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WannaCry ransomware still rampant

Read time 4min 40sec
SophosLabs researchers have identified 12 480 variants of the original WannaCry code.
SophosLabs researchers have identified 12 480 variants of the original WannaCry code.

More than two years after the WannaCry ransomware global outbreak, threats remain rampant, with more than 12 000 WannaCry variants currently in circulation.

This is according to the “WannaCry Aftershock” report conducted by cyber security vendor, Sophos.

The report, which tracks the infamous malware that viciously attacked computer systems across the world two years ago, found that WannaCry is still alive and well.

While the original version of the virus has not been updated, the report notes that millions of WannaCry infection attempts are stopped every month.

The WannaCry ransomware attack, which was first reported in May 2017, was a worldwide cyberattack by the WannaCry ransomware crypto-worm which targeted computers running the Microsoft Windows operating system, encrypting data and demanding ransom payments in bitcoin crypto-currency.

It propagated through EternalBlue, an exploit developed by the US National Security Agency for older Windows systems.

Although Microsoft had released patches previously to close the exploit, much of WannaCry's spread was from organisations that had not applied these, or were using older Windows systems that were past their end-of-life.

The ransomware campaign wreaked havoc globally, reaching a total of 200 000 computers in 150 countries, with SA, Ivory Coast, Egypt, Algeria and Morocco topping the list of African WannaCry ransomware targets, at the time.

The attack was stopped within a few days of its discovery, due to emergency patches released by Microsoft, and the discovery of a kill switch that prevented infected computers from spreading WannaCry further.

In the new report, Sophos reveals that, despite the availability of security patches and anti-virus protection against WannaCry, more than 12 000 unique variants exist in the world. These newer variants can spread more effectively, and stay hidden for longer than the original WannaCry. The most prevalent of these variants are locked in a battle for domination.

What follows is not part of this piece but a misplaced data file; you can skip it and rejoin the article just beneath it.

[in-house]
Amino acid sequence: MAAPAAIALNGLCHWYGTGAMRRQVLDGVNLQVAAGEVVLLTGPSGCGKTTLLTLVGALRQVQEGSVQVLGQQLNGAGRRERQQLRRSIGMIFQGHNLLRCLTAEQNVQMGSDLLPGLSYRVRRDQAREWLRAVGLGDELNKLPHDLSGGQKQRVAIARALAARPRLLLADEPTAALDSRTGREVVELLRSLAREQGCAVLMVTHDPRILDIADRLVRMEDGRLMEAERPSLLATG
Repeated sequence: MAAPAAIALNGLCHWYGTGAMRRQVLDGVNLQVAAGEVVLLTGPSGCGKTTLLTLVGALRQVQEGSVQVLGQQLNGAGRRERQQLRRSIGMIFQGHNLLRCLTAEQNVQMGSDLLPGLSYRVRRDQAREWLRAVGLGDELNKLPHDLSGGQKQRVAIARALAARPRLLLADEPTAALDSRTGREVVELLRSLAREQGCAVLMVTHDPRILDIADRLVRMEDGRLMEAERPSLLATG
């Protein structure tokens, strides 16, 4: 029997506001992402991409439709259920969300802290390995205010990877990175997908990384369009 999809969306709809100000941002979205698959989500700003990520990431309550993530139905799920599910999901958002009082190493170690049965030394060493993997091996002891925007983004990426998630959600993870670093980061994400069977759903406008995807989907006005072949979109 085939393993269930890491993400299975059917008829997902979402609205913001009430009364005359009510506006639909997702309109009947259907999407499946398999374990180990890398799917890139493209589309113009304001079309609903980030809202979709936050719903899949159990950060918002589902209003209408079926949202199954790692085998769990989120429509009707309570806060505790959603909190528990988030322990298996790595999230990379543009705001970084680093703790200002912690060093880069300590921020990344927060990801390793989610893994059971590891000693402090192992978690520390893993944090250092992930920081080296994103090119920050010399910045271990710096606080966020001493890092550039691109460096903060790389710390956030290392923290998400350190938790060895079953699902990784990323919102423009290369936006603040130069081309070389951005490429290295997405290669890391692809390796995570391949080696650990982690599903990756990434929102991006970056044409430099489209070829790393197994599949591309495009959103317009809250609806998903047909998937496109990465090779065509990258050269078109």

“The continued existence of the WannaCry threat is largely due to the ability of these new variants to bypass the kill switch,” notes the report.

“However, when Sophos researchers analysed and executed a number of variant samples, they found that their ability to encrypt data was neutralised as a result of code corruption.”

However, the very fact that these computers could be infected in the first place suggests the patch against the main exploit used in the WannaCry attacks has not been installed – a patch that was released more than two years ago, notes Sophos.

According to the report, based on August 2019 detections of unsuccessful attempted WannaCry infections, the US remained the top targeted country, with more than 22% of infection attempts targeting computers there. Other targeted countries include India (8.8%), Pakistan (8.4%), Peru (7.3%), Indonesia (6.7%), SA (2.7%), Saudi Arabia (2.3%), reflecting a global nature of the WannaCry threat.

Closer inspection of more than 2 700 samples (accounting for 98% of the detections) revealed they had all evolved to bypass the “kill switch” – a specific URL that, if the malware connects to it, automatically ends the infection process – and all had a corrupted ransomware component and were unable to encrypt data, according to the report.

Raising warning flags

WannaCry’s spread was, and still is, aided by the fact that large organisations tend to defer installing Windows update patches, because some updates have, historically, caused incompatibilities with third party software, asserts Sophos.

This debate over whether to update right away or to defer the updates until testing can be completed continues even to this day, with some tech columnists persisting in advising users not to install patches right away as a method of mitigating the consequences of an occasional patch that doesn’t work as intended.

“The WannaCry outbreak of 2017 changed the threat landscape forever,” says Peter Mackenzie, security specialist at Sophos and lead author of the research.

“Our research highlights how many unpatched computers are still out there, and if you haven’t installed updates that were released more than two years ago – how many other patches have you missed?

“In this case, some victims have been lucky because variants of the malware immunised them against newer versions. But no organisation should rely on this. Instead, standard practice should be a policy of installing patches whenever they are issued, and a robust security solution in place that covers all endpoints, networks and systems.”

While there are limited circumstances in which some specific groups of users will not want a computer to download and install operating system updates, nearly all people and organisations do not fall into this category, adds the report.

However, the continuous rise in WannaCry detections does raise warning flags: it means there are still machines whose owners have not installed an operating system update in more than two years, and those machines are vulnerable not only to WannaCry, but to much more dangerous types of attack that have emerged in the past two years.

“And this leads to an inescapable point: The fact remains that, if the original kill switch domains were to suddenly become unregistered, the potent, harmful versions of WannaCry could suddenly become virulent again, distributed by and to a plethora of vulnerable, unpatched machines,” warns the report.

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